Tuesday, November 15, 2011

Wall Kicking

Here is how wall-kicking works:

Desired Outcome
When the player touches a wall, the player should continuously stick to the wall until:
  1. The player touches the ground
  2. The player jumps off the wall
  3. The player presses the DOWN key

The "First Frame" Problem
Most Platformer games collide the player against the environment every frame. When the player overlaps a piece of the ground, wall, or ceiling, the player is moved to the closest point that is not touching the environment. This means that we can only tell if the player touched the environment during the first frame that they touch it. Detecting continuous collision over multiple frames is a little trickier. 

It's pretty easy to tell if the player is constantly touching the ground, since we can count on gravity to keep the player falling through the floor every frame. On walls, we only know that the player has collided on the first touch (unless of course, something is constantly pushing the player into the wall. This is a bad idea unless your character is intentionally sticky, like Meat Boy).

Two Collision Boxes
Bullet Time Ninja detects continuous collision with two collision boxes. One box for the player, and a wallCollisionBox that is slightly to the left or the right of the player (for a left or right wall). The player's box detects the first frame touch. As long as the wallCollisionBox is touching a wall, the player's "usingWall" boolean variable is true.

Here are the relevant bits of code:
  // in the Gameplay update() loop
 FlxG.collide(gameLevel.CollisionTileMap, player);
 FlxG.collide(gameLevel.CollisionTileMap, player.wallCollisionBox);

 // Variables in the Player class
 public var wallCollisionBox:FlxSprite;
 public var usingWall:Boolean;

 public function touchingWall():Boolean { return isTouching(FlxObject.WALL) || wallCollisionBox.isTouching(FlxObject.WALL); }

// the Player update() loop

// did the player land on a wall?
if(!input.isDown(PlayerInput.DOWN) && !isTouching(FlxObject.FLOOR))
  usingWall = true;
  facing = FlxObject.RIGHT;
  usingWall = true;
  facing = FlxObject.LEFT;

// does the player want to get off a wall?
if( touchingWall() && input.isDown(PlayerInput.DOWN) )
 usingWall = false;
// can't use a wall if I'm not touching it
 usingWall = false;

// I'm on the floor (rofl)
 usingWall = false;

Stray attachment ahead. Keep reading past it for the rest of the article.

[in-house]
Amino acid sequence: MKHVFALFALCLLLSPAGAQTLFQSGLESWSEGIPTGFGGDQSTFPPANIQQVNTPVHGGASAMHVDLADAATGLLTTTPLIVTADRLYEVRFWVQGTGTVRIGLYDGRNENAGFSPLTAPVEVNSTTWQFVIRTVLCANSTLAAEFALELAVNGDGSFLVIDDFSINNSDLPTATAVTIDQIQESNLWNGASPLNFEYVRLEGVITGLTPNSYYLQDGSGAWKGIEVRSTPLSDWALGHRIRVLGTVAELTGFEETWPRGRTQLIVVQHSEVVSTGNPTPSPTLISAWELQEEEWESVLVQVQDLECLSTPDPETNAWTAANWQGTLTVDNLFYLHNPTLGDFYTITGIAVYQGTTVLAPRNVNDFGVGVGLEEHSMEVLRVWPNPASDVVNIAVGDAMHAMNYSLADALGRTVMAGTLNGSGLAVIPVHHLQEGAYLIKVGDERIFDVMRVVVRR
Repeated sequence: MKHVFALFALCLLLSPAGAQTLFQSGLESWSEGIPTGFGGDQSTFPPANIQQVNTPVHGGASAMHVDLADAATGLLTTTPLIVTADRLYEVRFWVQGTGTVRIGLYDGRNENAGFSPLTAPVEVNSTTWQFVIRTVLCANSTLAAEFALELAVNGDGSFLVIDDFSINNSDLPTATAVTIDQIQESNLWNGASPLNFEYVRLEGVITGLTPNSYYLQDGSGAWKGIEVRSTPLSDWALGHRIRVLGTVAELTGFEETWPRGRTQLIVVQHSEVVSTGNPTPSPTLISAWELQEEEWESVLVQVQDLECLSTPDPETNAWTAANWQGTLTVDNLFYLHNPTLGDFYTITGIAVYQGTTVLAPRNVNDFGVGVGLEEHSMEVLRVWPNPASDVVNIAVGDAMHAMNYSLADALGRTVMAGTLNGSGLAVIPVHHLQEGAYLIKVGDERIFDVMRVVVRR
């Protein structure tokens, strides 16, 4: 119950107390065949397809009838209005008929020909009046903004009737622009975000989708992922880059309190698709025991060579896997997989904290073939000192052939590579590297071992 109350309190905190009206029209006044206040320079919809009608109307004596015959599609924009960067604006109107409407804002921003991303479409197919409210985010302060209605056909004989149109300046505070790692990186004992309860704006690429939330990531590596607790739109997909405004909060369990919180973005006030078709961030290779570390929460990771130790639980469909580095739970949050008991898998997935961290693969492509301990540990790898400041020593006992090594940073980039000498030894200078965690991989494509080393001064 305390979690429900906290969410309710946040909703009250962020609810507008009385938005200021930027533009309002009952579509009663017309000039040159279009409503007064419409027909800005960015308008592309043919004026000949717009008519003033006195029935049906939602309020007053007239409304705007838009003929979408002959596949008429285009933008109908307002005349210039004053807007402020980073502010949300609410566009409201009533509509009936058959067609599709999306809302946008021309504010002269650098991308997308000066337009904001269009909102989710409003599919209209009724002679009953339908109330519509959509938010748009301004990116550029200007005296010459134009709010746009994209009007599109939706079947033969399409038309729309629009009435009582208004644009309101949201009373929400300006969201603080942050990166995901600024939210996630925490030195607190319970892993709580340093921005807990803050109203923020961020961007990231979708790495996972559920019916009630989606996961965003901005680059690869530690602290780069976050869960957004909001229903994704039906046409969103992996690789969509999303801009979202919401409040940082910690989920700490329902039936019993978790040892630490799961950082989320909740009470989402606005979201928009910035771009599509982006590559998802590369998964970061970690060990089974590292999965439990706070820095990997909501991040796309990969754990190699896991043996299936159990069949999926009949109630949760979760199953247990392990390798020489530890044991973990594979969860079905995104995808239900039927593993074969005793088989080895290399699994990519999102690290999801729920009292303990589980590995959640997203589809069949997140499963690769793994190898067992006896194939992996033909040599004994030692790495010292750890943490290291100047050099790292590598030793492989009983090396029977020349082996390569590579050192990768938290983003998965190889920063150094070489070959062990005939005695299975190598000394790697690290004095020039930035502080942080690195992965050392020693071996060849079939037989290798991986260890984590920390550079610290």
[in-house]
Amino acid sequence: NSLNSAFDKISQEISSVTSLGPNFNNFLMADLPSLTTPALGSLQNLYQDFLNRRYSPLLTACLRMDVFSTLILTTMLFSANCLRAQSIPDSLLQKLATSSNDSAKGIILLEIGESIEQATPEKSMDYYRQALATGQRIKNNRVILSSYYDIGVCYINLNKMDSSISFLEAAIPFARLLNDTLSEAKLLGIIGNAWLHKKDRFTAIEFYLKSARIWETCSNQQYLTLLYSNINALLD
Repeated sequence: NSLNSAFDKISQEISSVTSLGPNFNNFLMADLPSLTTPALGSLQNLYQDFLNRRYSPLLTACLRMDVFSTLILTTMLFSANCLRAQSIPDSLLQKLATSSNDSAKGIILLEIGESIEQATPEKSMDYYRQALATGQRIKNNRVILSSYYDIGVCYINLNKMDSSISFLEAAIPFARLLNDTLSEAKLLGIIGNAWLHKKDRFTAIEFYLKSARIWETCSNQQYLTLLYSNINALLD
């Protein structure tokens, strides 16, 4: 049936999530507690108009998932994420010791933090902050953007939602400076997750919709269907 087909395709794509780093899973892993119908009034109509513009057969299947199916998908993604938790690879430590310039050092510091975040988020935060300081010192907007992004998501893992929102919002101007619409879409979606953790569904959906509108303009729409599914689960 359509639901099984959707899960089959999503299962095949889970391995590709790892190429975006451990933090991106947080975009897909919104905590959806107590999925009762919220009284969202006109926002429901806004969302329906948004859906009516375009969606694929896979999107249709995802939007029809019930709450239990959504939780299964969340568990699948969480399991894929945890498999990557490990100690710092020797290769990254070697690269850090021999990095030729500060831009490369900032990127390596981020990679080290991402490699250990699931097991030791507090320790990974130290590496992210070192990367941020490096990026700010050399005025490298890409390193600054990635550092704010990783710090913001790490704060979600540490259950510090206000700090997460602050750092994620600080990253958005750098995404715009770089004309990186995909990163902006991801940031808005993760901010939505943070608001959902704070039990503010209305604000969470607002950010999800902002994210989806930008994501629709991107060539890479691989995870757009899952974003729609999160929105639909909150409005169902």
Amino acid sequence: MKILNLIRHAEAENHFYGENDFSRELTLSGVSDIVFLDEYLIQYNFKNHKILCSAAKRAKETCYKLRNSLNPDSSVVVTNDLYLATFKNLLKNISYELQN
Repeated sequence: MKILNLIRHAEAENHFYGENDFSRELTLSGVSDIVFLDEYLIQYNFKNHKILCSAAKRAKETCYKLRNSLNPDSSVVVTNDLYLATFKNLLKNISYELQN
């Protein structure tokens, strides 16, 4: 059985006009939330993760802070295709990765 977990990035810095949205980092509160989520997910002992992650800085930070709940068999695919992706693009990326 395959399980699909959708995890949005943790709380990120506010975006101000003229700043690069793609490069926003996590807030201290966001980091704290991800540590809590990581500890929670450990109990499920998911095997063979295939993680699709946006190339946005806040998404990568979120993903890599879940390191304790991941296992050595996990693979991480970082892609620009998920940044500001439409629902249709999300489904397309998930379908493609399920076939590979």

// later...

// update the wallCollisionBox's position
wallCollisionBox.x = x + OFF_WALL_TOLERANCE * (facing == FlxObject.LEFT ? 1 : -1);
wallCollisionBox.y = y;

At this point, usingWall is a reliable variable to use in your character animation logic. Notice that it is possible to be touchingWall(), and not usingWall. This is to accomodate pressing the DOWN key while on a wall. Moments like these remind me how cool (and weird) game logic is.

Jumping off walls is very easy, by the way:
  // the Player update() loop
 if(usingWall && input.justPressed(PlayerInput.JUMP))
  velocity.x = maxVelocity.x * (facing == FlxObject.LEFT ? -1 : 1); 
  velocity.y = -JUMP_STRENGTH;
  usingWall = false;

Final Comments
Now that you have a broad idea about how wall-kicking works, be prepared to encounter very subtle problems when programming wall-kicking into your own games. I personally hit a few issues related to the fact that touching walls changes the way the ninja faces. I also spent a day solving a strange blinking bug that was caused by the order in which I arranged my if() statements.

Thoughtfully yours,


  1. Great work Mate!

    One question. How did you make him stick to the walls? your loop doesn't have any code for that.


  2. It's pretty simple. Somewhere in your update() loop

    // stick the character to the wall
    // not on the wall

    In Bullet Time Ninja, being stuck to the wall means that the player falls half as quickly, and the ninja's pose changes.

  3. Hello Greg...

    Thanks, for your Blog and your generosity with the code.

    I already implements the wall-kicking in my game :O)